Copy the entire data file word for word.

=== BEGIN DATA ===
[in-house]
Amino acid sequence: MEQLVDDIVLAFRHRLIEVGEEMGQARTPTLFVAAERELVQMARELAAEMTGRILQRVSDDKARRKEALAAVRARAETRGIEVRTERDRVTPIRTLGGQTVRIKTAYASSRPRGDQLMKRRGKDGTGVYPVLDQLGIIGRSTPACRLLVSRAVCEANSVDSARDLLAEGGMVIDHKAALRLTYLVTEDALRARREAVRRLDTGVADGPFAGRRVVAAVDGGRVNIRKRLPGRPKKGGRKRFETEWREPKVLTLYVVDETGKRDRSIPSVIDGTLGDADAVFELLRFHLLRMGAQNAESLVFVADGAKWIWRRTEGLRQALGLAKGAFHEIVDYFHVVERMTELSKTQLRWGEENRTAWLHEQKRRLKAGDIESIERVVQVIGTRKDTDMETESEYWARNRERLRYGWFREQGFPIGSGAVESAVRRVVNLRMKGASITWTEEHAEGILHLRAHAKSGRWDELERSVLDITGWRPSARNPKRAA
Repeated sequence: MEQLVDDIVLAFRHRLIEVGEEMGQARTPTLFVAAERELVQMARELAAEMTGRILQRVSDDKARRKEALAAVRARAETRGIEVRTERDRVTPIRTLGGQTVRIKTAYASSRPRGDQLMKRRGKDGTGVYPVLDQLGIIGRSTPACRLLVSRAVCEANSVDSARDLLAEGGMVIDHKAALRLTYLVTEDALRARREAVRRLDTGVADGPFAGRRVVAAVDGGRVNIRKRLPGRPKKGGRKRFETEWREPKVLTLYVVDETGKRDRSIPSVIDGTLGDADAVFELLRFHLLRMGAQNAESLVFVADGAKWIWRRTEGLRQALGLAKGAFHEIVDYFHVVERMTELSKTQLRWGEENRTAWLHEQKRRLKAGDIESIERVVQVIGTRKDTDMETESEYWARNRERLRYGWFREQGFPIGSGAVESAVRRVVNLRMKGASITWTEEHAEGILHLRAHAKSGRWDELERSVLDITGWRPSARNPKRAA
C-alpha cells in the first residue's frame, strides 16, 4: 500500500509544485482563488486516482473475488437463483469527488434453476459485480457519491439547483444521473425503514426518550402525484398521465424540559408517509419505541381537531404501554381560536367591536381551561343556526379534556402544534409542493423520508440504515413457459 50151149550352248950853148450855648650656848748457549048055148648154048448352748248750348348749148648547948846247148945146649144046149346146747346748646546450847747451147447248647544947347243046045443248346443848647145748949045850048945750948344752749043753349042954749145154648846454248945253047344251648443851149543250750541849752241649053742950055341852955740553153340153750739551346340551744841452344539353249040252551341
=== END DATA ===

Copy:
[in-house]
Amino acid sequence: MEQLVDDIVLAFRHRLIEVGEEMGQARTPTLFVAAERELVQMARELAAEMTGRILQRVSDDKARRKEALAAVRARAETRGIEVRTERDRVTPIRTLGGQTVRIKTAYASSRPRGDQLMKRRGKDGTGVYPVLDQLGIIGRSTPACRLLVSRAVCEANSVDSARDLLAEGGMVIDHKAALRLTYLVTEDALRARREAVRRLDTGVADGPFAGRRVVAAVDGGRVNIRKRLPGRPKKGGRKRFETEWREPKVLTLYVVDETGKRDRSIPSVIDGTLGDADAVFELLRFHLLRMGAQNAESLVFVADGAKWIWRRTEGLRQALGLAKGAFHEIVDYFHVVERMTELSKTQLRWGEENRTAWLHEQKRRLKAGDIESIERVVQVIGTRKDTDMETESEYWARNRERLRYGWFREQGFPIGSGAVESAVRRVVNLRMKGASITWTEEHAEGILHLRAHAKSGRWDELERSVLDITGWRPSARNPKRAA
Repeated sequence: MEQLVDDIVLAFRHRLIEVGEEMGQARTPTLFVAAERELVQMARELAAEMTGRILQRVSDDKARRKEALAAVRARAETRGIEVRTERDRVTPIRTLGGQTVRIKTAYASSRPRGDQLMKRRGKDGTGVYPVLDQLGIIGRSTPACRLLVSRAVCEANSVDSARDLLAEGGMVIDHKAALRLTYLVTEDALRARREAVRRLDTGVADGPFAGRRVVAAVDGGRVNIRKRLPGRPKKGGRKRFETEWREPKVLTLYVVDETGKRDRSIPSVIDGTLGDADAVFELLRFHLLRMGAQNAESLVFVADGAKWIWRRTEGLRQALGLAKGAFHEIVDYFHVVERMTELSKTQLRWGEENRTAWLHEQKRRLKAGDIESIERVVQVIGTRKDTDMETESEYWARNRERLRYGWFREQGFPIGSGAVESAVRRVVNLRMKGASITWTEEHAEGILHLRAHAKSGRWDELERSVLDITGWRPSARNPKRAA
C-alpha cells in the first residue's frame, strides 16, 4: 500500500509544485482563488486516482473475488437463483469527488434453476459485480457519491439547483444521473425503514426518550402525484398521465424540559408517509419505541381537531404501554381560536367591536381551561343556526379534556402544534409542493423520508440504515413457459 50151149550352248950853148450855648650656848748457549048055148648154048448352748248750348348749148648547948846247148945146649144046149346146747346748646546450847747451147447248647544947347243046045443248346443848647145748949045850048945750948344752749043753349042954749145154648846454248945253047344251648443851149543250750541849752241649053742950055341852955740553153340153750739551346340551744841452344539353249040252551341